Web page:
By Ashley Goodfellow Craig
Even for a three-time Olympic medallist, published author and motivational speaker, there is still fear in life to overcome. This was the message that honorary doctorate of laws recipient Silken Laumann shared with the Faculty of Health’s nursing graduands during York University’s convocation ceremony held June 14.
Laumann is an advocate for mental health awareness and uses her personal experiences to inform and promote mental, physical and spiritual health. She overcame a career-threatening injury in 1992 when 10 weeks before competing as a rower at the Barcelona Games, an accident in the water caused her boat to shatter, driving more than 200 pieces of wood into her lower leg. She was told she would never compete again – but, less than three months later, won an Olympic bronze medal for Canada.
“Our dreams are so powerful,” she said.
She acknowledged the unique position of today’s graduates, earning a degree during a pandemic and missing out on experiences of university life.
“I know that this university has worked hard to make that experience positive and enriched for you, but you have missed out and I am sorry for what you have missed in your university experience,” she said. “You are amongst the most adaptable, resilient, tough-minded graduating class in recent history. And today, you are all realizing a dream.”
With dreams, she reflected, can come fear.
Reflecting on her own dreams, which sparked at age 11, she recalls being inspired to become an author, athlete and humanitarian; however, with the vision she designed for her life, fear came in equal measure – fear of not succeeding, fear of falling short, fear of not being worthy.
“Fear is something we all experience; fear comes with the experience of being human,” she said. “And there are so many things that we call fear – we call it laziness, we call it lack of motivation, we call it not good enough, but it’s fear, and we face fear with courage.”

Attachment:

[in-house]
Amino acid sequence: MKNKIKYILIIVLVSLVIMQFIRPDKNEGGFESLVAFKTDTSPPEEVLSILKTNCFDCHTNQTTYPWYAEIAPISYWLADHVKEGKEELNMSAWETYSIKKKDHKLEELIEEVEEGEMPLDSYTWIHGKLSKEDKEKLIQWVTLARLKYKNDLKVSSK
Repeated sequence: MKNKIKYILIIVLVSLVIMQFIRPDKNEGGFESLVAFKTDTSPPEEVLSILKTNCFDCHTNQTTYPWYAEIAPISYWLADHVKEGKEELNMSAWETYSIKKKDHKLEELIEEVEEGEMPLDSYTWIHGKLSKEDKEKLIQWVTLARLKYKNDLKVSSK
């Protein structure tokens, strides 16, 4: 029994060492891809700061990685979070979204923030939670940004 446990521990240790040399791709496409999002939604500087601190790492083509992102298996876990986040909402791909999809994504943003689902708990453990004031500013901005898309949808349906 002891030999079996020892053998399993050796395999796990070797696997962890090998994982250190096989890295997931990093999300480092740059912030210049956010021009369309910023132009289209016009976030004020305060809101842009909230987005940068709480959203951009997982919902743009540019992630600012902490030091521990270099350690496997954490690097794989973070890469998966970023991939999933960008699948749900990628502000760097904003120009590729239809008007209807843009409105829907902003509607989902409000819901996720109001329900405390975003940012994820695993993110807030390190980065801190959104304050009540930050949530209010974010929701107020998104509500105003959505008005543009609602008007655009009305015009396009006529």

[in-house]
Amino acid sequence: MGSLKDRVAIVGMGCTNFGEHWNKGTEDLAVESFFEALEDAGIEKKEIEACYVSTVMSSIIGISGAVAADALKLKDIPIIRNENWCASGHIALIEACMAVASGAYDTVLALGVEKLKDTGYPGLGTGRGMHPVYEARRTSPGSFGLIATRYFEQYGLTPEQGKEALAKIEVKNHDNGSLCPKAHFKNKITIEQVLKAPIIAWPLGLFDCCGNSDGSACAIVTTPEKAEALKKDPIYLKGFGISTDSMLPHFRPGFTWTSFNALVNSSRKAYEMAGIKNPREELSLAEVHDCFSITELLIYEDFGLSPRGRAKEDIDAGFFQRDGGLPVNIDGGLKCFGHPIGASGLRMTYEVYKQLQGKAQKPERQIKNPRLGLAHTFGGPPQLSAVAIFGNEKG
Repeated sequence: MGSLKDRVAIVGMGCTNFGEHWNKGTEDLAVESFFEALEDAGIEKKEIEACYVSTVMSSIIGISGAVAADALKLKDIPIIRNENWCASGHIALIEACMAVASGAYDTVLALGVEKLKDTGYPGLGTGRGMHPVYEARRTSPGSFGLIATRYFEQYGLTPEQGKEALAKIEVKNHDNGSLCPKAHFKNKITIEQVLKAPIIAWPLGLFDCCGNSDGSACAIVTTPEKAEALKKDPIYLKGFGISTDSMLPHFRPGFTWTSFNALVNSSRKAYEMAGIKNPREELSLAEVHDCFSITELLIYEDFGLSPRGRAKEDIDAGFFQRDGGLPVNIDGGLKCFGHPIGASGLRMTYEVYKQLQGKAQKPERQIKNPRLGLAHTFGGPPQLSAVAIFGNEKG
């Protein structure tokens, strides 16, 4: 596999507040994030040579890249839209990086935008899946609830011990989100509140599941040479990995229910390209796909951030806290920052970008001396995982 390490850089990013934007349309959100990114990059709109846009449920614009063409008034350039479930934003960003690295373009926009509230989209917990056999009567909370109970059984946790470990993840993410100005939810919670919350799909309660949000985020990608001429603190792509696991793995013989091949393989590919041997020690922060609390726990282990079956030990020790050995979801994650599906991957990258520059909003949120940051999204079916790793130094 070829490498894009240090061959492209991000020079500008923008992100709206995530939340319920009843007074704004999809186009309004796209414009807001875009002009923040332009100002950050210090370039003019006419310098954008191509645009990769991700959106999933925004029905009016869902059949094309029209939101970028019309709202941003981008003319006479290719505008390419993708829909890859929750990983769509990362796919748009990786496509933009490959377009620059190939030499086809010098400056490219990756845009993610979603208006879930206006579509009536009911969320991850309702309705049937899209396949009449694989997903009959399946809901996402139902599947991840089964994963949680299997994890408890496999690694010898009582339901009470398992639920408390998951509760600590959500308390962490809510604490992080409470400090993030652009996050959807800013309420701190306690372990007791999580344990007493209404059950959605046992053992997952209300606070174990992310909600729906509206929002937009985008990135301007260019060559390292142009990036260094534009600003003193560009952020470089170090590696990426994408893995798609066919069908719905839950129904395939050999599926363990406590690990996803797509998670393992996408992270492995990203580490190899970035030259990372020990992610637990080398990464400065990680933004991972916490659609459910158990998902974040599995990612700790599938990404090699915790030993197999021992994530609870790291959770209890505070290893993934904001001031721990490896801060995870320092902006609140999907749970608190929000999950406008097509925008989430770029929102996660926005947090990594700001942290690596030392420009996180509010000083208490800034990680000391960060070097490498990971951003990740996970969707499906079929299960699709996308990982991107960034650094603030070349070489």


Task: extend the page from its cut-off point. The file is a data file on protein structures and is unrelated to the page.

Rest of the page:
She shared an important observation that courage is not the absence of fear, but the willingness to feel the fear and challenge it.
At the starting gates of the Olympic finals, her knees were shaking and she felt fear knowing that everything she trained for over 10 years could be over in seven minutes. Fear, she said, tells us that our old beliefs about ourselves, and what we can accomplish, are coming forward.
“Every day that we can challenge that fear and meet it head-on is a day that we have won. You are winning today.”
Fear can also get in the way of moving forward, she said, and encouraged graduands to embrace the possibility that there is no perfect path ahead. Instead, the most important thing is to keep moving. Consider what the next best thing might be, whether that’s an internship, travelling the world or focusing on mental health.
Seven years ago, she shared, that she found the courage to write her personal memoir Unsinkable, a story of growing up with a mother who had undiagnosed serious mental health challenges and how it affected her life, her beliefs and her self-worth. In the book, Laumann also gets earnest about her own struggles with clinical depression and anxiety. Publishing this book was terrifying, she said, but she found the courage to be vulnerable and share her experiences because what she learned is everybody has a story, and everybody has something to overcome.
“You, the next generation of nurses, are going to be the generation to have the courage to have authentic conversions, conversations that have meaning, conversations that help one another – not only with your mental health but with your happiness and joy as human beings,” she said. “As you search for your next path, remember to start anywhere. Start with action, find and explore your passions, take risks and have the courage to care, to care about other people when you are tired and overwhelmed, to take that extra moment to listen to one another, it matters.”